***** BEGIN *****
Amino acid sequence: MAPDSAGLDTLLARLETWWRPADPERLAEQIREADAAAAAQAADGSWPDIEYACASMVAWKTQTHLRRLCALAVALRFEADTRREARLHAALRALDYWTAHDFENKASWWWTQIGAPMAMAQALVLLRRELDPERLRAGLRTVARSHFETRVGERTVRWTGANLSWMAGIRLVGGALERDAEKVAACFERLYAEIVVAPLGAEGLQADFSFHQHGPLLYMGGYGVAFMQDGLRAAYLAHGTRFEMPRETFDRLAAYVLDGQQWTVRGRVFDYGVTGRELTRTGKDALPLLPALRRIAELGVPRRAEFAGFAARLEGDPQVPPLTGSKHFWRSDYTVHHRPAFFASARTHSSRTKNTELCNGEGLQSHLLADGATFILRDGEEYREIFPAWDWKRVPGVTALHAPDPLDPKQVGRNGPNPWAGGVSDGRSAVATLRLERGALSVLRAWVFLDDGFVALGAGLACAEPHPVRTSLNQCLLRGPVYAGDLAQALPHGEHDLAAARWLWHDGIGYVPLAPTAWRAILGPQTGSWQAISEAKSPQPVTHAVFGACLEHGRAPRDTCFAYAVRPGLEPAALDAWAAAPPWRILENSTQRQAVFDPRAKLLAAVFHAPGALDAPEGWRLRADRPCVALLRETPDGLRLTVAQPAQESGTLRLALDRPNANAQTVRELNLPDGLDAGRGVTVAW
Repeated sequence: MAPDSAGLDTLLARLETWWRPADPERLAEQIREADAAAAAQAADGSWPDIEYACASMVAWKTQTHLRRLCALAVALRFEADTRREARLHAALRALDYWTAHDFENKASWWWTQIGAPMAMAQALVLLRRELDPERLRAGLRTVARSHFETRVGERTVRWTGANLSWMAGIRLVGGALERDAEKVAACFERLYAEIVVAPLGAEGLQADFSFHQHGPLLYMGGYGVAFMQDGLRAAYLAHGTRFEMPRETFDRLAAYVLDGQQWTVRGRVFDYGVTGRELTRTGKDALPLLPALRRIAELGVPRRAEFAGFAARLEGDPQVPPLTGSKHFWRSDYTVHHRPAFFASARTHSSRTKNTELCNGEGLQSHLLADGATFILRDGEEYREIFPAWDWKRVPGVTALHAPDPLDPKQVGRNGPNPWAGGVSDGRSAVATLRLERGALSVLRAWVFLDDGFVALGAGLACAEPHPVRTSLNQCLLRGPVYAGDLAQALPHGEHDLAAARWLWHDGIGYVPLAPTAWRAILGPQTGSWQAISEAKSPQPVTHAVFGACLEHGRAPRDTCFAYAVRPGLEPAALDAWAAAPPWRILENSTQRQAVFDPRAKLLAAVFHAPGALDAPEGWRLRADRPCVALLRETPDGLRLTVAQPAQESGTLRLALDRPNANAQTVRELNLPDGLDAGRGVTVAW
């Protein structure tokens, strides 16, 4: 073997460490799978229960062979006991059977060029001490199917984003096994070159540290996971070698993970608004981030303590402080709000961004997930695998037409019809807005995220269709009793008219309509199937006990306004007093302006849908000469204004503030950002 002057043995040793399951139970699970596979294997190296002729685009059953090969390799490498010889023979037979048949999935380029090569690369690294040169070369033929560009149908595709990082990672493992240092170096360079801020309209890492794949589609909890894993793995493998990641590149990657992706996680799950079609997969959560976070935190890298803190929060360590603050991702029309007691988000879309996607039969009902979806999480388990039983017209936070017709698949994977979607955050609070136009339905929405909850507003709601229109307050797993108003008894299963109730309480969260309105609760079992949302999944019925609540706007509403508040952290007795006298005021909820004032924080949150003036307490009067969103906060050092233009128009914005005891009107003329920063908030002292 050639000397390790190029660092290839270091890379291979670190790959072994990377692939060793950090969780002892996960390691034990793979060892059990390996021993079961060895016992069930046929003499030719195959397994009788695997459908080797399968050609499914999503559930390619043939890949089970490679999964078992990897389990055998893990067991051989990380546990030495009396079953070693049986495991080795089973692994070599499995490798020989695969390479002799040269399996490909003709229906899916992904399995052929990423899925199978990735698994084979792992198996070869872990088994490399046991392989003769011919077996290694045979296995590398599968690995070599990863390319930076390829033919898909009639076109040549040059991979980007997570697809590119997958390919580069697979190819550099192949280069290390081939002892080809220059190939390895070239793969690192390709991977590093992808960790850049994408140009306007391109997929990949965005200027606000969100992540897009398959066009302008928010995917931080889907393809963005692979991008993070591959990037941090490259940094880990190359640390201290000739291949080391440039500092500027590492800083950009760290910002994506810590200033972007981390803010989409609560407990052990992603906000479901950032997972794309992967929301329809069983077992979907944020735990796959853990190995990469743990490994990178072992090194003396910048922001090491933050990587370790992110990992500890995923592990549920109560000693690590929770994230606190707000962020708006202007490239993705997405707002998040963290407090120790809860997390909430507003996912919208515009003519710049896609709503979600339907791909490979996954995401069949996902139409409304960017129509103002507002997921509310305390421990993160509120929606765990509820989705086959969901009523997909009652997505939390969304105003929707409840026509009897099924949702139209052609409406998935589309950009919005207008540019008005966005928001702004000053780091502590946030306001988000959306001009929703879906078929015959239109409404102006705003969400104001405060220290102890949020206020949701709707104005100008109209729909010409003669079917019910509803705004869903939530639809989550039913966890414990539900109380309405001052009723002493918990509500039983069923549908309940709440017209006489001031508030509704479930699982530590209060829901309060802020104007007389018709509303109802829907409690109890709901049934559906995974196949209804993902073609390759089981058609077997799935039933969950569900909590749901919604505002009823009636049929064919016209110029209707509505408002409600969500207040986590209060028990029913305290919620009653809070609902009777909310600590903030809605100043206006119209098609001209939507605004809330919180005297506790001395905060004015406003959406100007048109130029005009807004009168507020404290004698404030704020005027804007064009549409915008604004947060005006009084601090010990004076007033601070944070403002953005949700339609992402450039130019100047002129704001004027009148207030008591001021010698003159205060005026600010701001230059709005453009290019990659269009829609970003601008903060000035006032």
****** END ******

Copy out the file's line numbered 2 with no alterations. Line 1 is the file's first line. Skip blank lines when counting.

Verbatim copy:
Repeated sequence: MAPDSAGLDTLLARLETWWRPADPERLAEQIREADAAAAAQAADGSWPDIEYACASMVAWKTQTHLRRLCALAVALRFEADTRREARLHAALRALDYWTAHDFENKASWWWTQIGAPMAMAQALVLLRRELDPERLRAGLRTVARSHFETRVGERTVRWTGANLSWMAGIRLVGGALERDAEKVAACFERLYAEIVVAPLGAEGLQADFSFHQHGPLLYMGGYGVAFMQDGLRAAYLAHGTRFEMPRETFDRLAAYVLDGQQWTVRGRVFDYGVTGRELTRTGKDALPLLPALRRIAELGVPRRAEFAGFAARLEGDPQVPPLTGSKHFWRSDYTVHHRPAFFASARTHSSRTKNTELCNGEGLQSHLLADGATFILRDGEEYREIFPAWDWKRVPGVTALHAPDPLDPKQVGRNGPNPWAGGVSDGRSAVATLRLERGALSVLRAWVFLDDGFVALGAGLACAEPHPVRTSLNQCLLRGPVYAGDLAQALPHGEHDLAAARWLWHDGIGYVPLAPTAWRAILGPQTGSWQAISEAKSPQPVTHAVFGACLEHGRAPRDTCFAYAVRPGLEPAALDAWAAAPPWRILENSTQRQAVFDPRAKLLAAVFHAPGALDAPEGWRLRADRPCVALLRETPDGLRLTVAQPAQESGTLRLALDRPNANAQTVRELNLPDGLDAGRGVTVAW